It’s amazing how a simple shift in goals can change the tone of the entire institution. Most schools focus on achievement and academic and athletic excellence. They focus so much on content, memorization, test scores, and getting into college that they lose sight of the child who is in front of them. When we shift from achievement to joy, from excellence to inspiration, from product to process, and from content to skills, the atmosphere shifts entirely. The irony is that we can still achieve, excel, and attend top colleges, if that’s our aim, without sacrificing character, joy and love of learning along the way.

Our Mission – Part 3: Montessori

montyThe next part of our mission comes in the form of our philosophy. This is the how of our goal. We believe the Montessori philosophy provides the best opportunity to build confidence, character and leadership in our students. I could talk about the Montessori philosophy all year (and it actually takes a full year or longer to get a certification in Montessori because of its complexity), but I believe there are three primary reasons why Montessori is the best opportunity to develop these characteristics.

First, Dr. Montessori started with the end game and worked backwards when she developed her philosophy and curriculum. Who do we want our kids to be as adults? What skills are most constructive in adults? What character traits are most important in adults? She never had the adult far from her mind as she focused on the child who would become the adult. This is what proponents of 21st century education are just now doing — and it’s a good thing — but Dr. Montessori was thinking that way 110 years ago.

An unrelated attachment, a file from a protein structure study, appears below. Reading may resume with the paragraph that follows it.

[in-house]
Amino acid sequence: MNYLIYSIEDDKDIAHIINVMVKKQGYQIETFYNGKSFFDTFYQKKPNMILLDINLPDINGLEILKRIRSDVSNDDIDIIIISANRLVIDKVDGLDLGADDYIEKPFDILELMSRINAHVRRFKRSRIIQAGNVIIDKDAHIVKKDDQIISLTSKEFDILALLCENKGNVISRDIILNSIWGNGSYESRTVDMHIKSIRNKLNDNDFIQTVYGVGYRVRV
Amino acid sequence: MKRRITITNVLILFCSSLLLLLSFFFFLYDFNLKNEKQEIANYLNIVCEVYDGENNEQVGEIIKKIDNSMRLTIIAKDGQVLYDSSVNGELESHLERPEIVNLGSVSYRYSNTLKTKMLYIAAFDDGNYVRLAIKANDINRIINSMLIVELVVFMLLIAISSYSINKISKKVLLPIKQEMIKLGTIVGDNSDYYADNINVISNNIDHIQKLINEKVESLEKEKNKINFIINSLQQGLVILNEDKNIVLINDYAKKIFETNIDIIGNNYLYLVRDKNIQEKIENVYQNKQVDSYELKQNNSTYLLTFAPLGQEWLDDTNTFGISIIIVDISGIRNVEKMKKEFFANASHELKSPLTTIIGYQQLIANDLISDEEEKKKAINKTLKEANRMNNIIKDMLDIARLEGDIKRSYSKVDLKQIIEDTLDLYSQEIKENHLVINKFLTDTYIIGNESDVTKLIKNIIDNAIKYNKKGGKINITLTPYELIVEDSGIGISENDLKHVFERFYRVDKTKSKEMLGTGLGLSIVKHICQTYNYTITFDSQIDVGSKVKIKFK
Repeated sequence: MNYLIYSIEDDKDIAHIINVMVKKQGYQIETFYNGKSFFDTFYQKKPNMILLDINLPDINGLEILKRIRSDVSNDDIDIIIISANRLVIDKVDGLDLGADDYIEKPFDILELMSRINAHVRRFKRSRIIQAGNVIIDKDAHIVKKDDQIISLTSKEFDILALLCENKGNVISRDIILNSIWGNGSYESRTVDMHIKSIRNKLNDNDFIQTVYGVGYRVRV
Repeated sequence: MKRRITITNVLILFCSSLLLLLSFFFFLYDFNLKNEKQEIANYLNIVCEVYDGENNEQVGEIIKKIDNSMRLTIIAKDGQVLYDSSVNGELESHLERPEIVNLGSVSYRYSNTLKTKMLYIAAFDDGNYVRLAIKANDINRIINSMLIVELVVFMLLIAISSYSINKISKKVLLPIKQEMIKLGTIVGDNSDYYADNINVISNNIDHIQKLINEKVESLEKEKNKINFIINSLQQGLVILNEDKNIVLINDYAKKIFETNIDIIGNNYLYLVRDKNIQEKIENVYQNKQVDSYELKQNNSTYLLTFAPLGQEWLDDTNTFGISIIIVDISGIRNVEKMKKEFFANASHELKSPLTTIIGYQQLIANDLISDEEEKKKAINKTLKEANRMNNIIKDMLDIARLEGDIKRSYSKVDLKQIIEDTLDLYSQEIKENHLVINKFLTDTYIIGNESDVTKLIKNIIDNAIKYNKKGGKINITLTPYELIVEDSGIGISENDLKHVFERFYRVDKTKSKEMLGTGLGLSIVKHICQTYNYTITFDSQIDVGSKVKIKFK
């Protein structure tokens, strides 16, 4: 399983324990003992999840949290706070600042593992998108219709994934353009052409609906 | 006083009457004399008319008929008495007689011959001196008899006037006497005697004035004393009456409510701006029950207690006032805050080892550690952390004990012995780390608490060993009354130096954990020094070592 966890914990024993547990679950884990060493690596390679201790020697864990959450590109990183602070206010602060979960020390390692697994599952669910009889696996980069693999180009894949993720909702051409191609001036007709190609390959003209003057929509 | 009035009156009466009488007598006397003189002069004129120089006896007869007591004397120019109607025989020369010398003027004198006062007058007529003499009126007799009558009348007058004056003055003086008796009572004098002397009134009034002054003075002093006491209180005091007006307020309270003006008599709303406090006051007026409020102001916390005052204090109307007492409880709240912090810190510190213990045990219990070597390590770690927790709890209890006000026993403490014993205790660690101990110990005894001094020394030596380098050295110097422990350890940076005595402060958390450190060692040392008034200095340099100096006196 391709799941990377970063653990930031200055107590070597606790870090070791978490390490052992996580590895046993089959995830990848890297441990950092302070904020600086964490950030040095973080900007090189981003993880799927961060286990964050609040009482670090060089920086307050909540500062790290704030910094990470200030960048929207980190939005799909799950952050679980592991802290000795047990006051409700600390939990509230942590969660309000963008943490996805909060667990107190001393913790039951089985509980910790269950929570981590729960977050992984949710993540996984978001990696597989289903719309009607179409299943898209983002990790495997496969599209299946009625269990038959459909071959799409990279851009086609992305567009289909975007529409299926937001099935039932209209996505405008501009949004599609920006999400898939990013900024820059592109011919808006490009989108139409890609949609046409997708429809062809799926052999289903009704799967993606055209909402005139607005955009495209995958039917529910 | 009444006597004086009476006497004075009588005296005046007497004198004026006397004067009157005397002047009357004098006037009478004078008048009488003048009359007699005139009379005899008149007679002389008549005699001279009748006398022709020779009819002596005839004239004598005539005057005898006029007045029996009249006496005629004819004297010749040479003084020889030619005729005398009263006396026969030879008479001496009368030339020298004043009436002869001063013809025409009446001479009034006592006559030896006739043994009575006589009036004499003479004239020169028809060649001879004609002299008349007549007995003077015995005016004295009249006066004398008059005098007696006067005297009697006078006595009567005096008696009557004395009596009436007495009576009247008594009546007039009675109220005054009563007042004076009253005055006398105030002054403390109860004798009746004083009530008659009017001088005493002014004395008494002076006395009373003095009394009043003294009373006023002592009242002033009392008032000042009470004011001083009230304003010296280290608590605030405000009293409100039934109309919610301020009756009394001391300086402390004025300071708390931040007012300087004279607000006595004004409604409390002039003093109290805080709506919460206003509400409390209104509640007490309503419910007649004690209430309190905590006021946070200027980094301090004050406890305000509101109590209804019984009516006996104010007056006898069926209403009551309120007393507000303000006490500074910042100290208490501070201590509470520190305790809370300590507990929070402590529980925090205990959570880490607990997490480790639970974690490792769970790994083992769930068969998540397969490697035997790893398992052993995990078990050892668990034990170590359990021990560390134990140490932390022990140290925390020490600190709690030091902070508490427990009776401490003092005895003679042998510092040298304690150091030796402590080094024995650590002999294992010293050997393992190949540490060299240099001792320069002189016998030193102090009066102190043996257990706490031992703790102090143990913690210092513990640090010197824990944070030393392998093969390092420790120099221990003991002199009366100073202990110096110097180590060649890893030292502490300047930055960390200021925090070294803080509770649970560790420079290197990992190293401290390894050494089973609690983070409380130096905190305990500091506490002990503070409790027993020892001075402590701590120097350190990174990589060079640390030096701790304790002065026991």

Secondly, Dr. Montessori observed where children are developmentally and built her curriculum and philosophy to work with nature, rather than against it. We cannot just decide to give our students confidence; they develop it as nature intended and we have to use nature if they are going to develop successfully — in this case by providing as many opportunities and pushes for their independence as possible. A dependent child cannot and will not develop self-confidence, for example. The entire program is build around who children are and how they grow, rather than on the needs of the adults or the institution.

Lastly, Dr. Montessori integrated the whole child into her curriculum. Most curricula simply address the acquisition of information (like spelling rules) or the practice of a cognitive skill (like addition), but Dr. Montessori interwove the practice of concentration, the practice of conflict resolution, the practice of collaboration, etc. into her materials, schedule and annual goals for the classroom. Respect of others is just as important (and therefore takes just as much time) as math or reading. If we value character, leadership and intrinsic motivation, we have to carve time to practice those skills during the week. She saw the need for the time it would take and set the precedent that we all need to be willing to give our values that time.